Stewart scuffles as Sox drop finale to Indians

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Stewart scuffles as Sox drop finale to Indians

Sunday, Sept. 11Posted: 5:13 p.m. Updated: 6:10 p.m.

Associated Press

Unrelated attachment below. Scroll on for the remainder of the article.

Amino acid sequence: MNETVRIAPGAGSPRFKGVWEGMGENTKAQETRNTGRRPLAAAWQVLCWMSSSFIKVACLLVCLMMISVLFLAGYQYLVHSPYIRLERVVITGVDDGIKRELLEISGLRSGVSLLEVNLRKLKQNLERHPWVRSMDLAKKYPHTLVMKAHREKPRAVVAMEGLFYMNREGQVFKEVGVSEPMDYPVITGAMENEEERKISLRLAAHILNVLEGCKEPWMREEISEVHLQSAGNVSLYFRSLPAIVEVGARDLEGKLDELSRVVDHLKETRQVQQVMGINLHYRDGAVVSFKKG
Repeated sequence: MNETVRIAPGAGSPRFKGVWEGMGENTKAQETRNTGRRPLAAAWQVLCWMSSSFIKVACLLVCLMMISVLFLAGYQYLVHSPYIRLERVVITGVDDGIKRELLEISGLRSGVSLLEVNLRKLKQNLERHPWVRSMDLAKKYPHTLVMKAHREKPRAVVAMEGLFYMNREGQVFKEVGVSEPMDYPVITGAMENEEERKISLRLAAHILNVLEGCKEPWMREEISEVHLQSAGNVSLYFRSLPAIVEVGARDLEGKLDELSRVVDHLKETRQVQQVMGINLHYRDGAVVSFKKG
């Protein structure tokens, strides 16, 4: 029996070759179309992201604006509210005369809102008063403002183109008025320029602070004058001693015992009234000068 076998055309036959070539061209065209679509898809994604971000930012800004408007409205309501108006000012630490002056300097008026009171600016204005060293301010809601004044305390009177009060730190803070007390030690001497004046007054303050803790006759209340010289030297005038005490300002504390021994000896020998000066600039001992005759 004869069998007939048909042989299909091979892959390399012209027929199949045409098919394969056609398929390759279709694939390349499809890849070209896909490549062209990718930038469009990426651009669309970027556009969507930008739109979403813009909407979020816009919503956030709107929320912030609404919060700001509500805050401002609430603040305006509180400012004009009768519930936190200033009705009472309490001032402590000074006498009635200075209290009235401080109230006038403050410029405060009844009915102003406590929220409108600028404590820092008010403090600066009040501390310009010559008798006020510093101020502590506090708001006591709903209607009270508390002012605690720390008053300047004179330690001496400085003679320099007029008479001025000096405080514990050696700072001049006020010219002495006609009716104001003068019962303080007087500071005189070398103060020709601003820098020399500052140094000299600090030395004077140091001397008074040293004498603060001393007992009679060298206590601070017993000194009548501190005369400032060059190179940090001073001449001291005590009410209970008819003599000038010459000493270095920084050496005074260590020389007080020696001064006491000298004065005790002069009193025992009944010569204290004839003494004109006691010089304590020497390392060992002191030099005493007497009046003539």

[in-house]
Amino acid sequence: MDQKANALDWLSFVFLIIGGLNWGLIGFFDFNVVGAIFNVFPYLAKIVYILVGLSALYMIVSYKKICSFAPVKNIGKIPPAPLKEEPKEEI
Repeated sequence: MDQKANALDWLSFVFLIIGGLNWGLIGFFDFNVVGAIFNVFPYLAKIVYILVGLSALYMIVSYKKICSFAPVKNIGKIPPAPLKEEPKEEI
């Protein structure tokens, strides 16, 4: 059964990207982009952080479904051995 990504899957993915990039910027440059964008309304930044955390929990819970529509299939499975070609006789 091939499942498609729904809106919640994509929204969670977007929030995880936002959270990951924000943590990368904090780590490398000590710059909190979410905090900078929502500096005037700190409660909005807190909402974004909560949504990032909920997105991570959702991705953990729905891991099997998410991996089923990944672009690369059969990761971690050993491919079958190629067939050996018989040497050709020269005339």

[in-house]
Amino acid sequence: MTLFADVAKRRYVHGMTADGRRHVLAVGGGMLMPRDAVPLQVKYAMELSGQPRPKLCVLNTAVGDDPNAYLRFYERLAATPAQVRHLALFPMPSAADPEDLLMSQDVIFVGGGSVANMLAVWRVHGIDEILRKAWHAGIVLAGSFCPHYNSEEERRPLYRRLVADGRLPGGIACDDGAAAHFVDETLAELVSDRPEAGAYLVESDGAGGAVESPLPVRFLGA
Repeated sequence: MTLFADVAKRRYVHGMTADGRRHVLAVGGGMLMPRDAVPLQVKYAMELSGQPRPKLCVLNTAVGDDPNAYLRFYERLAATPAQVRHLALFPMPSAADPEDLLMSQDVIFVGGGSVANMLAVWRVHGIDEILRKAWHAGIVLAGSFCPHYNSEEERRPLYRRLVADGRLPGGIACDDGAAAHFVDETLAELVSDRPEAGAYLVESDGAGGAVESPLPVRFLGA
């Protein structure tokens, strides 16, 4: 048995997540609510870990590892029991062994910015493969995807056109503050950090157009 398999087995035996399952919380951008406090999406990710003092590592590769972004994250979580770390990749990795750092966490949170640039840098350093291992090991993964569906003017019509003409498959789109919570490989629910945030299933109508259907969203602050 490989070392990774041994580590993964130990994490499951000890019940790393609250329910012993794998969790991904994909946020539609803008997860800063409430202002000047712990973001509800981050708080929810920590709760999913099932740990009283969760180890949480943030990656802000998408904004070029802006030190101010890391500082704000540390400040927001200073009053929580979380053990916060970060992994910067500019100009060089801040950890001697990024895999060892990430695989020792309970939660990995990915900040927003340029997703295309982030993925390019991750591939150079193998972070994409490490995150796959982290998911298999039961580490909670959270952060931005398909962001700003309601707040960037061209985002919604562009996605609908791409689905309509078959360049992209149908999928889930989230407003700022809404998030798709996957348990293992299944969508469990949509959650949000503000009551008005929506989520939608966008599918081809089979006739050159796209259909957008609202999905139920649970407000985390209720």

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Luis Valbuena had a a big zero in the home-run column, and it was bothering him.He can rest easy now.Valbuena connected for a solo shot and Ubaldo Jimenez threw six effective innings, leading the Cleveland Indians to a 7-3 victory over the Chicago White Sox.Valbuena also singled twice and scored two runs as the Indians collected 14 hits. Trevor Crowe had three singles, and Jason Donald and Lonnie Chisenhall added two hits apiece."I feel good because I was working all day in the cage and made an adjustment," Valbuena said.Valbuena drove an 0-2 pitch from Will Ohman over the wall in right in the sixth, making it 4-2 Tribe. It was Valbuena's first extra-base hit and RBI this season. He entered the game just 5 for 34 on the season at the big league level despite hitting .302 in 113 games for Triple-A Columbus."He's tough to read because he's never looked overmatched, but the numbers don't add up," Indians manager Manny Acta said. "He was our best hitter in Triple-A the whole year. ... Today he had a very good day. I'm happy for Luis because he's had enough hard times up here the last two years."Valbuena especially enjoyed his first major league homer since April 16, 2010."I'm so happy because I don't want to see the zero there," Valbuena said.Crowe entered the game hitless in seven at-bats. After starting 106 games in the outfield for Cleveland in 2010, Crowe had shoulder surgery on March 30 and was activated on Wednesday."It was good to see him do that," Acta said. "He spent the whole season basically in Arizona rehabbing. ... It's nice to see him have some success so he'll have some confidence going forward."Despite the slow start since his return, Crowe felt he was about to break through."I felt like for the amount of time off, I was seeing the ball really well and it was only a matter of time before I started making some solid contact," Crowe said.Jimenez (3-2) issued five walks, but allowed just two runs and three hits. The right-hander, who was acquired from Colorado before the July 31 trade deadline, struck out two and improved to 2-1 with a 3.12 ERA over his last four outings."I felt good out there," Jimenez said. "I only had a couple of innings (when) I couldn't find the strike zone. I think I was trying to throw too many breaking balls and couldn't control them."While his command was shaky, Jimenez reached the upper 90s with his fastball, important for a pitcher who has struggled with inconsistent velocity this season."When I got to the fifth inning, I (thought the fastball) was my best pitch today," Jimenez said.White Sox starter Zach Stewart (2-4) yielded three runs and seven hits over five innings in his first outing since he tossed a one-hitter at Minnesota last Monday."I wasn't hitting spots like I was last outing, like I should have been," Stewart said. "I missed some spots. Some of my breaking balls weren't as sharp, I left them over the plate and got hit around a little bit."Alejandro De Aza went 2 for 3, scored two runs and stole two bases for Chicago. Juan Pierre and Alexei Ramirez each singled twice and drove in a run.Jimenez walked the bases full in the fourth, the last of the free passes issued to Brent Morel, who has drawn seven of his 14 walks this season since Sept. 1. Jimenez got Gordon Beckham on a grounder to third to escape the threat.The White Sox also left the bases full four times on Saturday."Well, you know we continue to leave people on base," White Sox manager Ozzie Guillen said. "Jimenez throw 100 pitches. I never see a guy throw 100 pitches and only (allow) two runs."The Indians broke it open with three runs in the eighth against Matt Thornton. Donald drove in a run with an infield hit and Carlos Santana lashed a two-run double to right.The Indians earned a split in the four-game series between teams chasing Detroit in the AL Central. The Tigers won their ninth in a row Sunday and lead Chicago by 10 12 games and Cleveland by 11."We played right into the Tigers' hands basically," Acta said. "That what we did this series, kill each other while they continue to win."NOTES: White Sox RHP Jake Peavy will not pitch again this season. The 2007 NL Cy Young Award winner will rest in an effort to come back at full strength in 2012. Peavy had shoulder surgery last season. Rookie Dylan Axelrod will start in Peavy's place on Wednesday. ... The Indians activated DH Travis Hafner (strained right foot) from the disabled list. Acta said Hafner will split time at DH with Jim Thome for the remainder of the season. ... The White Sox will try to keep their slim playoff hopes alive when they open a three-game series against Detroit at U.S. Cellular Field on Monday. Rick Porcello will face Chicago's John Danks in the opener. ... The Indians' 10-game trip continues with a stop in Texas on Monday for the opener of a three-game set. Justin Masterson will start for Cleveland against Matt Harrison.Copyright 2011 The Associated Press. All rights reserved. This materialmay not be published, broadcast, rewritten or redistributed.